Boukhary M.,Ain Shams University | Hewaidy A.G.,Al - Azhar University of Egypt | Luterbacher H.,Museu Geologic del Seminari de Barcelona | Bassiouni M.E.-A.,Ain Shams University | Al-Hitmi H.,Qatar University
Micropaleontology | Year: 2011

The study of the foraminifera and ostracodes from theUmmer Radhuma Formation in five wells of the Dukhan Oil Field in Western Qatar allows to reevalute the age of the type-levels of the larger rotaliid foraminifera first described by Smout in his classical paper in 1954 as Early Eocene (late Ypresian, zones P8/9 respectively E6/7 of Berggren and Pearson 2006a). During the Early Eocene, a rather uniform depositional environment prevailed in a large part of the Arabian Platform as indicated by the close similarity of the microfaunas of Western Qatar to those of the same age in the Rub alKhali in Saudi Arabia (Hasson 1985), Wadi Rusayl inOman, (Racey 1995), Shabwa in southwestern Yemen (Ismail and Boukhary 2008) and this fauna extends eastwards to Tibet (Wan 1991). The environment of deposition ofUmmer Radhumawas marine andmost probably sheltered lagoon that prevailed during the Ypresian of Qatar. The planktonic and the larger rotaloid foraminifera and the ostracodes are illustrated and discussed briefly.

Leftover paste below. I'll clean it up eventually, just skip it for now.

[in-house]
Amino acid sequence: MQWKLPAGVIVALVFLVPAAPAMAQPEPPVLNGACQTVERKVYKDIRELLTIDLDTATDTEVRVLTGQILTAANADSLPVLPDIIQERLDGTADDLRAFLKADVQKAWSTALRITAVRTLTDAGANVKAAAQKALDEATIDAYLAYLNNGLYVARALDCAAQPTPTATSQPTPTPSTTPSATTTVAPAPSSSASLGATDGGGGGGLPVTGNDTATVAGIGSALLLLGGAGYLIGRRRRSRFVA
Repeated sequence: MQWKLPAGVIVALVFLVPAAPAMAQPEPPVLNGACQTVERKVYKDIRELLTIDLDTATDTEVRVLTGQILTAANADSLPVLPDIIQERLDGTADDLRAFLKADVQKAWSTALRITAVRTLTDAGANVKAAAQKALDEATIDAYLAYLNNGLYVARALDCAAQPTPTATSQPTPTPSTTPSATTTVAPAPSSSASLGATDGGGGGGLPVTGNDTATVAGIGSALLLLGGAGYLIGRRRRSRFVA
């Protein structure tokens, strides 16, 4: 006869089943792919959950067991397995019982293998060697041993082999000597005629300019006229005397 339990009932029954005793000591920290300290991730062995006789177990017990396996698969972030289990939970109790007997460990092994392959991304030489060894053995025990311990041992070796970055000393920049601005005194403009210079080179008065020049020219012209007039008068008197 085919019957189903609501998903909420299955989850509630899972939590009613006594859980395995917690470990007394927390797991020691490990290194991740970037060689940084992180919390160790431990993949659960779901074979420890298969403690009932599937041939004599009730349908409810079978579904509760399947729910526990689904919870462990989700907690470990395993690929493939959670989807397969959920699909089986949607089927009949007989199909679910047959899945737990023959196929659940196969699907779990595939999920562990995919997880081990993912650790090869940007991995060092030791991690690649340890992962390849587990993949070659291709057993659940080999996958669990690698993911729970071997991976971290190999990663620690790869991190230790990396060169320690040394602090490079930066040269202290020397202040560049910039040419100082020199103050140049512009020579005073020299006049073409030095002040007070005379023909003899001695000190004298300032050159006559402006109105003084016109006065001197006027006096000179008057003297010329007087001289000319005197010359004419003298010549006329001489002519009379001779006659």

Luterbacher H.,Museu Geologic Del Seminari de Barcelona
Special Paper of the Geological Society of America | Year: 2016

The doctoral thesis of Otto Renz on the Scaglia in the Central Apennines, published in 1936, led the foundation for the enduring fame of the region of Gubbio, Italy, as a special place to study the geohistory of the Cretaceous and the Paleogene. © 2016 The Geological Society of America. All rights reserved.

Farres F.,Museu Geologic Del Seminari de Barcelona | Altimiras J.,Museu Geologic Del Seminari de Barcelona
Batalleria | Year: 2012

For the first time, some insects in Priabonian carbonate beds of the country of Vic (Barcelona province) are cited. The following fossils are pointed out: Several weevils, a possibly specimen of the family Eccoptarthridae, also an specimen of Hymenoptera, some carabids of genus Calosoma, an abdomen of beetle or aquatic Heteroptera and remains of an Odonata. The fossil insects are close related to trace fossils of larvae of Diptera (ichnogenus Cochlichnus).

Loading Museu Geologic del Seminari de Barcelona collaborators
Loading Museu Geologic del Seminari de Barcelona collaborators